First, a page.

Consider these four principles you can use whenever you face obstacles or disappointments.

  1. Because God is sovereign, He’s in full control of all the doors in your life. I find great comfort in knowing God is God and I am not. The longer I’ve lived, the less put off I am when God slams doors shut and moves me in another direction. Yes, early on in life and ministry it irritated me. I’d sometimes pout, maybe even grumble. But I finally discovered He always opens new doors of opportunity I could never have imagined. I’m not at all offended when a good, all-wise, sovereign God steers me in a better direction. In fact, I’m grateful. And you should be too.
  2. God takes full responsibility for the doors He closes to you and those He opens. It’s not your responsibility. It’s His. So, stop pounding on those closed doors and trying to pry them open. Leave them with God. He can—and will—deal with what’s behind them in His own way. You don’t need to worry about them. The door God closes to you may be opened for somebody else. That’s His business. Move along, knowing that the Lord will guide you where He needs you.
  3. When a door closes to something good, it will often lead you to an open door of something better. When God closes a door, it doesn’t necessarily mean that your plan was bad. It doesn’t always mean that He’s keeping you from evil or from danger. It may very well be that He’s steering you away from something that would have been good. But where He leads you instead is much better. Remember the meandering route taken by Paul, Silas, and Timothy? Ministry in Asia and Bithynia would have been good, no doubt. But passing through the gateway to continental Europe pushed the church farther out much faster than anybody could have expected. We know other missionaries and apostles covered the areas of Asia and Bithynia. It’s not that God didn’t want the gospel to go there. It’s that God had bigger, better plans for Paul at the time. So, when God closes the door on something you know would be good, brace yourself. He may have something even better in mind.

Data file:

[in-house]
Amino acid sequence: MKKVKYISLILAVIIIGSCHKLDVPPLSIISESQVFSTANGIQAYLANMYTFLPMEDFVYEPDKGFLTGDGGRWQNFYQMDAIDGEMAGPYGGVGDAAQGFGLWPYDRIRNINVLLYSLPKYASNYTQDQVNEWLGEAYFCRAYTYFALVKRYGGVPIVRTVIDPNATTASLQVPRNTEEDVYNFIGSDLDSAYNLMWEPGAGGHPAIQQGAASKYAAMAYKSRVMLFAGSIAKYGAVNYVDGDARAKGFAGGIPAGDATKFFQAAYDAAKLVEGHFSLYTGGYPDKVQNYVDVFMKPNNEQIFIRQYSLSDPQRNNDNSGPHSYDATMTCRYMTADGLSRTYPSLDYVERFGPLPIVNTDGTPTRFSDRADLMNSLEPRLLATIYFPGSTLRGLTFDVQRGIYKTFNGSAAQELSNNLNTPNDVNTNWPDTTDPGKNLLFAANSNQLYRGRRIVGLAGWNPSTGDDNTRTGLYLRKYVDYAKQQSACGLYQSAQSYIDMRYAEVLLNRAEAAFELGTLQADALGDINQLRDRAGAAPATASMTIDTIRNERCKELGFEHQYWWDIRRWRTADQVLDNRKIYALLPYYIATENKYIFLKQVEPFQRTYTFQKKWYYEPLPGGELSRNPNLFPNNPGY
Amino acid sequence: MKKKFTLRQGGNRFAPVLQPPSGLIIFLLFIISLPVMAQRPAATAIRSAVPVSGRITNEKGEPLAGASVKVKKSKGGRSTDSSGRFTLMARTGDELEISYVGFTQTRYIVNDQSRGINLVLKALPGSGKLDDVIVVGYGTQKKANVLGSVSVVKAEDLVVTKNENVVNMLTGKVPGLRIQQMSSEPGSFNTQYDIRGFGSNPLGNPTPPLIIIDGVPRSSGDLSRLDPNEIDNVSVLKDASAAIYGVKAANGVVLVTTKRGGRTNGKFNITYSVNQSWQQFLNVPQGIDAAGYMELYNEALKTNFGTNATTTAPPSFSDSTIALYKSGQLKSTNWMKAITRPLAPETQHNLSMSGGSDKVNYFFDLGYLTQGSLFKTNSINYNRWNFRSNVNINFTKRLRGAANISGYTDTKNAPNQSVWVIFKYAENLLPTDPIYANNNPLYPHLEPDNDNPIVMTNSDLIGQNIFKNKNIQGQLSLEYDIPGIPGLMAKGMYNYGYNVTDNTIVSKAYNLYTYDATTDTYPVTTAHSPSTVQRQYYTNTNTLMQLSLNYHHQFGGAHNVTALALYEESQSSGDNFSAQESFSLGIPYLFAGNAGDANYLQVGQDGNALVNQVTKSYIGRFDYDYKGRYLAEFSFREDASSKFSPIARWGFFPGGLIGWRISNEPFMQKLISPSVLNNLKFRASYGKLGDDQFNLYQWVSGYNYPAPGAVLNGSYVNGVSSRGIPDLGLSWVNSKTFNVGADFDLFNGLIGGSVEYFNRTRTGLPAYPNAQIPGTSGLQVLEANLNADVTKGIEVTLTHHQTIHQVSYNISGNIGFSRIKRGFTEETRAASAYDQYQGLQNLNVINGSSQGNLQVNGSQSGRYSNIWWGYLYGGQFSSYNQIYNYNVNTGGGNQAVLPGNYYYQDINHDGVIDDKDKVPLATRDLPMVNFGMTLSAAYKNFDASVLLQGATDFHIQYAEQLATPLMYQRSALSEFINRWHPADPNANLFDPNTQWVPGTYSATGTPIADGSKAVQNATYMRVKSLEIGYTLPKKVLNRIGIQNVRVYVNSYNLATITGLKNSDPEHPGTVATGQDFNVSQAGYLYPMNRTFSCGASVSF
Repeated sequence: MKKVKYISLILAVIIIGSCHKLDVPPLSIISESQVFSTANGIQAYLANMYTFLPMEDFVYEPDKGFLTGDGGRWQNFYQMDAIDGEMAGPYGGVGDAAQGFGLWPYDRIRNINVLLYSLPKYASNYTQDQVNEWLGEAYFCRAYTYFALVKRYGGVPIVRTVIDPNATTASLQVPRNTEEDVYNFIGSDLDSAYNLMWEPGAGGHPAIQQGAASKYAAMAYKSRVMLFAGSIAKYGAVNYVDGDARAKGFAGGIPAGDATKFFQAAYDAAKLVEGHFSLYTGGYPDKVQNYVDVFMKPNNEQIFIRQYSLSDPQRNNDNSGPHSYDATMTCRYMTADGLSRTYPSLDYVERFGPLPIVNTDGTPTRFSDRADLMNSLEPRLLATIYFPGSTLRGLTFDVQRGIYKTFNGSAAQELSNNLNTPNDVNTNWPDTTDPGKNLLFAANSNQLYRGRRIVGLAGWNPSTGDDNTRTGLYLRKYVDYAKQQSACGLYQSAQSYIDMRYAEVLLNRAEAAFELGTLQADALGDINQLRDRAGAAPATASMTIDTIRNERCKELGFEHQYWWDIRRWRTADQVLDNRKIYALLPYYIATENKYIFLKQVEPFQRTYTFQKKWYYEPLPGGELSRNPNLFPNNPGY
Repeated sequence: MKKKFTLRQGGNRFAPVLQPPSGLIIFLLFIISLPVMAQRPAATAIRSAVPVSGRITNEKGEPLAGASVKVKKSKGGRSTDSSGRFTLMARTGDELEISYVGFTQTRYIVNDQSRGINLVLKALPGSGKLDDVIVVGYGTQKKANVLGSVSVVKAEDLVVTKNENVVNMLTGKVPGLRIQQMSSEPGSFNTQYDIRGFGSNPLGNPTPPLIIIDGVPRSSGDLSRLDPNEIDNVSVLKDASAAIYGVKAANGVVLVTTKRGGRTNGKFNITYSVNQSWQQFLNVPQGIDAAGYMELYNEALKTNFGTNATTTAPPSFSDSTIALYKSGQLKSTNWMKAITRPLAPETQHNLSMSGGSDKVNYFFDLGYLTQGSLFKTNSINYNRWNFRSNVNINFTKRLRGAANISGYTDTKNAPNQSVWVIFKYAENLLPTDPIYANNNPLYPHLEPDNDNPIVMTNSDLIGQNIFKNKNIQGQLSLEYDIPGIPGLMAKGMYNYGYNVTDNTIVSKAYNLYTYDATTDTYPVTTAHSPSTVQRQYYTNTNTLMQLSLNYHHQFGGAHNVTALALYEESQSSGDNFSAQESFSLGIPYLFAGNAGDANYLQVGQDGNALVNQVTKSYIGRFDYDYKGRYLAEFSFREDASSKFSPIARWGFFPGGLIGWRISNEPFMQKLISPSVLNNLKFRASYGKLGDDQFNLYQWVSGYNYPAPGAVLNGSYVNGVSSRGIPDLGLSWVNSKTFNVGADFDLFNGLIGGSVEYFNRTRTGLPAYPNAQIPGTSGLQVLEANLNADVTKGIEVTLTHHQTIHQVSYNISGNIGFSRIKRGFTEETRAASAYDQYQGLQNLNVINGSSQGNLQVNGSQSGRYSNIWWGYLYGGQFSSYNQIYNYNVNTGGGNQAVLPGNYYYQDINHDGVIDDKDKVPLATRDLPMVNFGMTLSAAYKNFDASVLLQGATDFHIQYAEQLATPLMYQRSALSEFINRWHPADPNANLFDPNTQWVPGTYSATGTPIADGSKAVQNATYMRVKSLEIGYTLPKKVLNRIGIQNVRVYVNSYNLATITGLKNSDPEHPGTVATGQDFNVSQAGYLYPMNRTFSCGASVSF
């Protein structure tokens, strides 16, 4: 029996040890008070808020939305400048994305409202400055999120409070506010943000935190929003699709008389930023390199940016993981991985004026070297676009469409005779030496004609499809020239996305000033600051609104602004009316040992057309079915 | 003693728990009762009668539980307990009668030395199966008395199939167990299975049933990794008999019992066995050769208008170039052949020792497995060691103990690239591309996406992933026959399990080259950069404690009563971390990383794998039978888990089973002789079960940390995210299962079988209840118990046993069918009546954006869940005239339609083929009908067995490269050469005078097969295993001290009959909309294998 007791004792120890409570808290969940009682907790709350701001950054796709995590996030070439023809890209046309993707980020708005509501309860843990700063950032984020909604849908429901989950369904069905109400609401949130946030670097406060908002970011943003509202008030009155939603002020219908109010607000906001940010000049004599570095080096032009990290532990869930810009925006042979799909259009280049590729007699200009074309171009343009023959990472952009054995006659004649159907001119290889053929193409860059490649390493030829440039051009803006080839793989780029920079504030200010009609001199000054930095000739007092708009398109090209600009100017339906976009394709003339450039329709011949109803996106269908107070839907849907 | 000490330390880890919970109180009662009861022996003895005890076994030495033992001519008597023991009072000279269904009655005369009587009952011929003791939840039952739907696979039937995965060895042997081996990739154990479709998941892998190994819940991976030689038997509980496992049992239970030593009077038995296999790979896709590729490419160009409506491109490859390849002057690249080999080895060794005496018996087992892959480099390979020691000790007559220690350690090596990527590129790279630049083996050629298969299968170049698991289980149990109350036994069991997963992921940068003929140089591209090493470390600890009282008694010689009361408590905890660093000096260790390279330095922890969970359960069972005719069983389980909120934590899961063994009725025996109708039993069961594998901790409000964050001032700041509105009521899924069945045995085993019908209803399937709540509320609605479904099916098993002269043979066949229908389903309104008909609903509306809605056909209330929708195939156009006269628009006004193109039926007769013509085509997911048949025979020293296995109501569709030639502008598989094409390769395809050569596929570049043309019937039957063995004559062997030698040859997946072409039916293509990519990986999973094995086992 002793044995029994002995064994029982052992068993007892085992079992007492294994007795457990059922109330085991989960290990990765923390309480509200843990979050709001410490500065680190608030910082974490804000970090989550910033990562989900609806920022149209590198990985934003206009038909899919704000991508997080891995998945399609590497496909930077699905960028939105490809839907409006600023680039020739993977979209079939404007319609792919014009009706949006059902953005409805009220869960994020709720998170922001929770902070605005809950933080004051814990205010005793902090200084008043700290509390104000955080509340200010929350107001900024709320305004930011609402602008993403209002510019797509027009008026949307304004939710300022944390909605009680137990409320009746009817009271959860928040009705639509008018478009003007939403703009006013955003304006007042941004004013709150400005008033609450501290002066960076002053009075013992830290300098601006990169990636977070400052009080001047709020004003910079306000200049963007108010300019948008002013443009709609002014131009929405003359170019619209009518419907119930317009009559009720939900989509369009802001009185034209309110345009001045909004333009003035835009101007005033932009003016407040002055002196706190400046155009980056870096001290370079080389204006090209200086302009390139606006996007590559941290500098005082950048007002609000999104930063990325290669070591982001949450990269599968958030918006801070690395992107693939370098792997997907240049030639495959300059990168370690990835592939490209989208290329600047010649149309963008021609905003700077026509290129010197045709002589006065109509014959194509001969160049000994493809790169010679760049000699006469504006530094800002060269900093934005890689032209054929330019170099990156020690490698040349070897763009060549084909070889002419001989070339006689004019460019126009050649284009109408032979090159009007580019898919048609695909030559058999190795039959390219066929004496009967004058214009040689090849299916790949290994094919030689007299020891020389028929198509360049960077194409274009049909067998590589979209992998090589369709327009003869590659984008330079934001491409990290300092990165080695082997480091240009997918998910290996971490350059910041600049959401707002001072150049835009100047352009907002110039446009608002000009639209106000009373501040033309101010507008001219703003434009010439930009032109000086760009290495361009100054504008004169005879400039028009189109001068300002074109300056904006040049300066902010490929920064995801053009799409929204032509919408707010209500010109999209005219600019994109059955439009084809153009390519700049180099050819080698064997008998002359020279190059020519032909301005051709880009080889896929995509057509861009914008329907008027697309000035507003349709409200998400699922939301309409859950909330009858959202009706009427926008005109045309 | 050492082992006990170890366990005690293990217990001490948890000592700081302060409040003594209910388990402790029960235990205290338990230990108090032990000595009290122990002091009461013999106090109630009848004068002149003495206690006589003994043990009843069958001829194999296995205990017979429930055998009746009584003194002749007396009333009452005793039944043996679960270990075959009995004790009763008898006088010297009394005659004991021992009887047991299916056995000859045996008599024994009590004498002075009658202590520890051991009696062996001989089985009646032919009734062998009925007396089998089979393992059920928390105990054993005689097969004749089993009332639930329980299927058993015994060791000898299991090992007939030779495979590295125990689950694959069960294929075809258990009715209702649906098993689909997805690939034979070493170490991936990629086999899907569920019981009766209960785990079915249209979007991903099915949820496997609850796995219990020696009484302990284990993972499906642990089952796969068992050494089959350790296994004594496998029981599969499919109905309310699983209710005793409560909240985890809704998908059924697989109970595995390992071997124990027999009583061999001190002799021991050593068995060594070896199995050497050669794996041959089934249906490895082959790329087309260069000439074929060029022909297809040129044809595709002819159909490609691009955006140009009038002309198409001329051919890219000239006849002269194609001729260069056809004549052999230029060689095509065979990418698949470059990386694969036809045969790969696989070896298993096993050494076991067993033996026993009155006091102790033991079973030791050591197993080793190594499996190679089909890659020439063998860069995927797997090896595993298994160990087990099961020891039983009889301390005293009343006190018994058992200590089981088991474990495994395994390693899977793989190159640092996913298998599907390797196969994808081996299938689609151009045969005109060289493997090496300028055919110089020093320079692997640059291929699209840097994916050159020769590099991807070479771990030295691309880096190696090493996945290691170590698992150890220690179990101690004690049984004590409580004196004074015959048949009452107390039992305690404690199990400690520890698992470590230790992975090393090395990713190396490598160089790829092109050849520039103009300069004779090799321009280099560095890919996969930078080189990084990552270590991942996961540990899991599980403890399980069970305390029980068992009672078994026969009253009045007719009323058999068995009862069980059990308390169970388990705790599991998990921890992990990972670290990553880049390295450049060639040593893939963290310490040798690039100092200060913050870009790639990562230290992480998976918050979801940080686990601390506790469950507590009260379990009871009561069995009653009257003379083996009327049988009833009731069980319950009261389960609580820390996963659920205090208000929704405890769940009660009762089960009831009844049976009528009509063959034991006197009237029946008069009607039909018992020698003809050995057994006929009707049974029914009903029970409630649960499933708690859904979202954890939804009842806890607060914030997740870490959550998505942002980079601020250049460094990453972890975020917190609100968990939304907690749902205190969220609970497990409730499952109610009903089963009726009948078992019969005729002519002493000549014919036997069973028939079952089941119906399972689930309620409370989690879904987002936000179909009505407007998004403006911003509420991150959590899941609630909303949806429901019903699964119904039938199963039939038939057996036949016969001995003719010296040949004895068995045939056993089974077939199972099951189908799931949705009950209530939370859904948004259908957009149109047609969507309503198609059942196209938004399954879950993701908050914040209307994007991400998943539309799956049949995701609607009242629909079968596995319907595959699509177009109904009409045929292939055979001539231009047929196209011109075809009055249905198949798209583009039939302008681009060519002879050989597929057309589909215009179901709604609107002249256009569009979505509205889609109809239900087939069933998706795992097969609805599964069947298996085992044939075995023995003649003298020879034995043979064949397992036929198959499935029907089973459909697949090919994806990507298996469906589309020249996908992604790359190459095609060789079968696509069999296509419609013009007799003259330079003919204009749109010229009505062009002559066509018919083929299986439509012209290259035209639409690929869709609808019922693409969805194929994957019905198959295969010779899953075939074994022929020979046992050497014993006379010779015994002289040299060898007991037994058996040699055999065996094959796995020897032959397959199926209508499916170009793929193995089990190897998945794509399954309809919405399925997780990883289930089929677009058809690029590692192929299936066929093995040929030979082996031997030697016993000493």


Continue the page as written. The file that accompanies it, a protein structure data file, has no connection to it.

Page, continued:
4. Not until you walk through the door God opens will you realize the necessity for closing the others. Paul couldn’t have imagined exactly what he was walking into when he set foot in Troas. But as soon as he boarded that ship for Macedonia and put the pieces together, he undoubtedly recognized God’s fingerprints all over their adventure. Perfect timing. Perfect planning. Even if he had strategized for months, Paul couldn’t have worked out that itinerary of divine appointments and history-changing opportunities. Looking back, what seemed like a meandering path turned out to be a logical, dot-to-dot route to God’s perfect will. Someday you may be able to look back on your own life and trace a similar pattern of His design.

So, when doors slam shut in your path, don’t be discouraged. Instead, like Paul and Silas, wait expectantly for a better opportunity. When it comes, step through the door God opens for you and accept it with gratitude.

Adapted from Clinging to Hope: What Scripture Says about Weathering Times of Trouble, Chaos, and Calamity by Charles R. Swindoll. Copyright ©2022. Used by permission of Tyndale House Publishers, a Division of Tyndale House Ministries.  All rights reserved.